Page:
Shortly after the news was official, I announced through Facebook and Twitter that Austrian alpinist Gerlinde Kaltenbrunner has become the first woman to summit the world’s fourteen highest mountains (above 8,000 m./ 26,246 ft.). That feat alone is worth an accolade and a book deal these days, but Kaltenbrunner went a step further. She climbed these mountains without supplemental oxygen.
Mountaineering celebrates first the way baseball does; first pitch and first ascents; leaders in batting average and leaders in categories. Kaltenbrunner’s accomplishment has been sought after by men and women alike. While nearly 30 alpinists have topped out on all fourteen 8,000ers, only about a dozen – all of them previously men – have done so without using “gas.”
Gas is essential for climbers to get to that top. At higher altitudes, particularly above 6,000 meters, but also much lower, the lack of dense air can make mountaineers feel lethargic, similar to the feeling of a bad sinus congestion with sleepiness brought on from medication. Put into a fog that slows down reflexes and thinking processes, many climbers choose to use oxygen bottles to enhance their air density. In fact, some climbers find it necessary to use gas and would not be able to summit otherwise.
Earlier in climbing history, it was thought that it would be impossible for man to attain the summits of the Himalayas without gas. However, in 1978, Reinhold Messner showed the world that it was possible – through proper acclimatization and will power – to climb 8,000ers without, as Ed Viesturs put it, “cheating.” On May 8, 1978, Messner summited Everest completely under his own lung power.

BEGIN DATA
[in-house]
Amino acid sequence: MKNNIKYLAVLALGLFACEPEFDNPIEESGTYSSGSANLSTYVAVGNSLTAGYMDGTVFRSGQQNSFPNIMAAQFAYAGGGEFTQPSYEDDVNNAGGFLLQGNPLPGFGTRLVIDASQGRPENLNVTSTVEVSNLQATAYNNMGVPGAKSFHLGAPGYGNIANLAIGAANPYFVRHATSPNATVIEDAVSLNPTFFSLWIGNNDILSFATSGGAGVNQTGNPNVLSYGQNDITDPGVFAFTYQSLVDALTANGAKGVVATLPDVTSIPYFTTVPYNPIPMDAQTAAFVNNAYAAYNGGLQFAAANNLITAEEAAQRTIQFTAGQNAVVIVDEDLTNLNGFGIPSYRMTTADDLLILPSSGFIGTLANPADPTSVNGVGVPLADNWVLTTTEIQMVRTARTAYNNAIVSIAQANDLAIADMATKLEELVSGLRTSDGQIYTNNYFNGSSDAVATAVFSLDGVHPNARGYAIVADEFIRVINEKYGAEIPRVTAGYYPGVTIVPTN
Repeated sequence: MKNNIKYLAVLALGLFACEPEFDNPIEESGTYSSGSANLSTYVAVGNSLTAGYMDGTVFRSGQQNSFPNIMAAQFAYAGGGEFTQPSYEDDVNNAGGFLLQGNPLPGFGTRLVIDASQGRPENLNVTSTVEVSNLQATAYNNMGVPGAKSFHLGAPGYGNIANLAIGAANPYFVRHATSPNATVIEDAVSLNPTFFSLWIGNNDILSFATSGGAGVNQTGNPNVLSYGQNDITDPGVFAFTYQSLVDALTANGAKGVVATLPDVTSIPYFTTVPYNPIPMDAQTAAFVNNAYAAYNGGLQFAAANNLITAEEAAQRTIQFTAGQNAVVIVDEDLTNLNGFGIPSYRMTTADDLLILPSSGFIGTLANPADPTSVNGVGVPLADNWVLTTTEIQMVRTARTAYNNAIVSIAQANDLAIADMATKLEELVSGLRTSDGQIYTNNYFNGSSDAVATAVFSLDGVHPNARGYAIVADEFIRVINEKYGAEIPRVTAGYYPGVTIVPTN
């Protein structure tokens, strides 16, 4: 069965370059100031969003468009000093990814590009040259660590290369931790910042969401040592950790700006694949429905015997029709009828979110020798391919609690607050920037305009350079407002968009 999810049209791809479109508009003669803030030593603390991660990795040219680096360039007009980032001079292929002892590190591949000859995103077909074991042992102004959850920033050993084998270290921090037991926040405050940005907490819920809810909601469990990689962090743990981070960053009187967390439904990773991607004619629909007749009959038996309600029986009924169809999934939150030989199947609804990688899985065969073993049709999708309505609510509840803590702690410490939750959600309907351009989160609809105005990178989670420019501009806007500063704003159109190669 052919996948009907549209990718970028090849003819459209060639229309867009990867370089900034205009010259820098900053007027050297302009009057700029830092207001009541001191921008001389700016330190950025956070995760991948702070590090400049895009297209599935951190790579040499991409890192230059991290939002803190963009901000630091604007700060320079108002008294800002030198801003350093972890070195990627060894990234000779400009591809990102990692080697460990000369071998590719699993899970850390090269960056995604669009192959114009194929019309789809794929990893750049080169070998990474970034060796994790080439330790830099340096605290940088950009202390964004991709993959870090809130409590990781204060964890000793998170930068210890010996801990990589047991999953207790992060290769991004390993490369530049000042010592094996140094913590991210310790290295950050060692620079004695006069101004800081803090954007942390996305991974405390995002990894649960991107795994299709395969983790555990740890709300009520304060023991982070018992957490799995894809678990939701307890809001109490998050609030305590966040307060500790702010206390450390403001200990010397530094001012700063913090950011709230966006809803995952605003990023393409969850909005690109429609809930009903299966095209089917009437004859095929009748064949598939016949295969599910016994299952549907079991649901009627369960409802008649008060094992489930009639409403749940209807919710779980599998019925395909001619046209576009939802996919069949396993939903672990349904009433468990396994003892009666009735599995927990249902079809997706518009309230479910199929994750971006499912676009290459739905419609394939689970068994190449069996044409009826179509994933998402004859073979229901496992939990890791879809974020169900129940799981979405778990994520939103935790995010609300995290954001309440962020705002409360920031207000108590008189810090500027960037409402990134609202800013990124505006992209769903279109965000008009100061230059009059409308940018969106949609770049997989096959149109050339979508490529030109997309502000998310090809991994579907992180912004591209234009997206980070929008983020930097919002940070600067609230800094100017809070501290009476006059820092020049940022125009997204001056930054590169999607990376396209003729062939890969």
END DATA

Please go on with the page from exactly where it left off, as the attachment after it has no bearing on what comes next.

It is unclear to me at this time whether Kaltenbrunner felt she was racing against other women to be first or had the ambition to be first. Regardless the title was clearly sought after. You may recall that in August 2010, South Korean female alpinist Oh Eun-Sun claimed that she summited Kanchenchunga (28,169 ft./8,586 m.), which if that attempt was not disputed by several reputable sources, would have made her the title holder.
Kaltenbrunner also deserves more attention. In North America, outside the climbing community, there has been very little coverage of Kaltenbrunner’s accomplishment and even less about who she is and how she got there. I suspect that it is her language and nationality that separates her from my English-speaking world. But as a woman and a climber, her story should be retold more broadly. Everyone can benefit.
Sources: 1) “Gerlinde Kalkenbrunner Summits K2!” PlanetMountain.com, August 23, 2011; 2) Viesturs, Ed, with David Roberts, No Shortcuts to the Top, Broadway Books, 2006.